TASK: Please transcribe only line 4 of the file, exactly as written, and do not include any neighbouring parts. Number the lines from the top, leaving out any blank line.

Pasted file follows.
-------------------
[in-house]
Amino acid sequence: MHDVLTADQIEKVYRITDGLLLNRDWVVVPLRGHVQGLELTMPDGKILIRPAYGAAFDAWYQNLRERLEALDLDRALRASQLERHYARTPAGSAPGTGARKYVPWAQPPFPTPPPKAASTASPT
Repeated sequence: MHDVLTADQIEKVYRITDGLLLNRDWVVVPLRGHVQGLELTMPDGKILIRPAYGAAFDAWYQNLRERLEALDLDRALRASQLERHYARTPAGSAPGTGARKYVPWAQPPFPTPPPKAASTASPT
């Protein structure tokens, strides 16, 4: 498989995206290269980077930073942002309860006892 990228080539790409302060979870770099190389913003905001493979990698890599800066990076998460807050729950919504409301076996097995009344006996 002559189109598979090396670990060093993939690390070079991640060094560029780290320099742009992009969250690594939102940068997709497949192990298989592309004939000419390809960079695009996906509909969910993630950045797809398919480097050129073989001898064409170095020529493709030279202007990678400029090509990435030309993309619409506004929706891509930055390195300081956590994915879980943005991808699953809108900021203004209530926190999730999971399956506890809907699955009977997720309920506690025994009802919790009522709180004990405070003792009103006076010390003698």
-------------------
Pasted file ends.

């Protein structure tokens, strides 16, 4: 498989995206290269980077930073942002309860006892 990228080539790409302060979870770099190389913003905001493979990698890599800066990076998460807050729950919504409301076996097995009344006996 002559189109598979090396670990060093993939690390070079991640060094560029780290320099742009992009969250690594939102940068997709497949192990298989592309004939000419390809960079695009996906509909969910993630950045797809398919480097050129073989001898064409170095020529493709030279202007990678400029090509990435030309993309619409506004929706891509930055390195300081956590994915879980943005991808699953809108900021203004209530926190999730999971399956506890809907699955009977997720309920506690025994009802919790009522709180004990405070003792009103006076010390003698």